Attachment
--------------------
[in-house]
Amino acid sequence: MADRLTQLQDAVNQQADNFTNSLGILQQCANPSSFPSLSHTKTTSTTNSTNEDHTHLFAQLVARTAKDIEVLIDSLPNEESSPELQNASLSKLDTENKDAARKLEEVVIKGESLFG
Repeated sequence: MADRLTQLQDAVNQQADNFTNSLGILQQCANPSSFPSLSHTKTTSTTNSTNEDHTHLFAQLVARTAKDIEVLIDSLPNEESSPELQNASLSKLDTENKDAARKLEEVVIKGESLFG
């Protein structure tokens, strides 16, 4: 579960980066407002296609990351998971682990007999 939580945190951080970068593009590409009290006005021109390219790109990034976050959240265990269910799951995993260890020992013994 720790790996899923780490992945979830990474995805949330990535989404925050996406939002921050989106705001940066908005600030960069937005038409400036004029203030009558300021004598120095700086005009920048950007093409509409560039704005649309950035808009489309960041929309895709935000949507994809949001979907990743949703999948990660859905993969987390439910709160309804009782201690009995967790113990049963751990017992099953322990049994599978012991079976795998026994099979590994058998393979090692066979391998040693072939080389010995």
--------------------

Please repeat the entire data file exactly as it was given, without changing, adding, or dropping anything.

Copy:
[in-house]
Amino acid sequence: MADRLTQLQDAVNQQADNFTNSLGILQQCANPSSFPSLSHTKTTSTTNSTNEDHTHLFAQLVARTAKDIEVLIDSLPNEESSPELQNASLSKLDTENKDAARKLEEVVIKGESLFG
Repeated sequence: MADRLTQLQDAVNQQADNFTNSLGILQQCANPSSFPSLSHTKTTSTTNSTNEDHTHLFAQLVARTAKDIEVLIDSLPNEESSPELQNASLSKLDTENKDAARKLEEVVIKGESLFG
């Protein structure tokens, strides 16, 4: 579960980066407002296609990351998971682990007999 939580945190951080970068593009590409009290006005021109390219790109990034976050959240265990269910799951995993260890020992013994 720790790996899923780490992945979830990474995805949330990535989404925050996406939002921050989106705001940066908005600030960069937005038409400036004029203030009558300021004598120095700086005009920048950007093409509409560039704005649309950035808009489309960041929309895709935000949507994809949001979907990743949703999948990660859905993969987390439910709160309804009782201690009995967790113990049963751990017992099953322990049994599978012991079976795998026994099979590994058998393979090692066979391998040693072939080389010995």